The bare minimum
Touted as one of Britain's most exciting artists and known for her geometric minimalism, Rana Begum readies for her third solo in India which opens this month at a Colaba gallery
In the words of French mathematician Blaise Pascal, "Symmetry is what we see at a glance." Although the importance of symmetry can be measured in aesthetic Instagram posts today, the tendency to draw inspiration from its presence in our environment is perhaps something only artists can do. And British artist Rana Begum has embraced it.
With a body of work ensconced in minimalist abstraction, Begum has been regarded as one of the most exciting artists in Britain. In London, where she's based, her work is housed in the Government Art Collection, Arts Council Collection and the British Council. This month, the 42-year-old is readying for her third solo exhibition in India — at Colaba's Jhaveri Contemporary. On a three-day trip in the city, she's as excited as ever.
Floats, 2019, Marble Pic courtesy/ Rana Negum and Jhaveri Contemporary
"I'm going to be sharing works I've done in the last few years during my residency at Tate St Ives. My work was usually more hard-edged and has now moved towards organic geometry. But it was a natural progression," she maintains. This is the first time Begum is displaying three different series in one exhibition. Inspired by workshops she attended during a residency in Italy in 2017, the marble floats echo the form of the late artist and sculptor Barbara Hepworth, whose work Begum grew up with and whose studio she worked in.
Painting, 2019, Spray paint on paper Pic courtesy/ Rana Negum and Jhaveri Contemporary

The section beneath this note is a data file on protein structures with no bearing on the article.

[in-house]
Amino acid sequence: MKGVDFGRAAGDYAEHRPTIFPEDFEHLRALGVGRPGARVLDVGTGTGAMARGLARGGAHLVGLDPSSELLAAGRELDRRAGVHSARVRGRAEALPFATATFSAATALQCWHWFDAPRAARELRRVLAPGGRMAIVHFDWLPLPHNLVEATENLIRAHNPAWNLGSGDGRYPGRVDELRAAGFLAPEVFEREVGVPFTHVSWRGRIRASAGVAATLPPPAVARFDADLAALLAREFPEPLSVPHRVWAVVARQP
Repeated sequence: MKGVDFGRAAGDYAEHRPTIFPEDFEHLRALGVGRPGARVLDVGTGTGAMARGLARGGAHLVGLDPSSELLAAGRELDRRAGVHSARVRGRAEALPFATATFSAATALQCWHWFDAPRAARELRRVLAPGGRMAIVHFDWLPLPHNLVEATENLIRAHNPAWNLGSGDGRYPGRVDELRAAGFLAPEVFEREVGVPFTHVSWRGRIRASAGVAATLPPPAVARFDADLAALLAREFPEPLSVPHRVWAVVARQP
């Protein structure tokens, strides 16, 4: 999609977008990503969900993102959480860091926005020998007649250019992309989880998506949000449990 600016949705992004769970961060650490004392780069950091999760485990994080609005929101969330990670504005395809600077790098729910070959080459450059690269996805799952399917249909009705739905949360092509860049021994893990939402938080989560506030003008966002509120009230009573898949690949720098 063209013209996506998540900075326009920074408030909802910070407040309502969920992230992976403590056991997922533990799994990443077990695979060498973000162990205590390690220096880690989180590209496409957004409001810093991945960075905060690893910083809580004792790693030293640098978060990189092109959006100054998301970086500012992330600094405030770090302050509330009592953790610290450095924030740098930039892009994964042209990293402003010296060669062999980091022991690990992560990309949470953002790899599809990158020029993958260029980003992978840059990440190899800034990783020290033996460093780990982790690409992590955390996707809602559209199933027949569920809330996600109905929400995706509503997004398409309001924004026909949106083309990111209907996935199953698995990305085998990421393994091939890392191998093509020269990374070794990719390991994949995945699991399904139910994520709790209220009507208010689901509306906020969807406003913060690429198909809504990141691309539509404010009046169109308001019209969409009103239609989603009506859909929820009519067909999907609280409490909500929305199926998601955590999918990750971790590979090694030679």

Another interesting piece in the solo that will open on September 19 is a painting with spray colour on paper. "What I like about it is the undulated surface and how it picks up light and colour," she tells us. Begum has also played with foil and jesmonite (a gypsum-based material used for fine art, crafts and construction), and she maintains that the show is reflective of where she stands as an artist today. Admitting her nervousness, she adds, "It's stressful since I don't know how these pieces will work with each other. But it's also interesting to see how I'm pushing my work and as artists, we need to keep pushing ourselves."
Casts, 2019, Jesmonite
Begum simply wants her work to raise questions. She also wishes she could spend more time in India and Mumbai. And as she grows as an artist, she's looking for more freedom to explore her work. One can become quite constrained in a studio and residencies have allowed her to have a fresher approach. Elaborating on their importance for young entrants, she shares, "Sometimes, you can get quite bogged down with work for commercial galleries and museum shows. I know I've benefited from being out of the studio."
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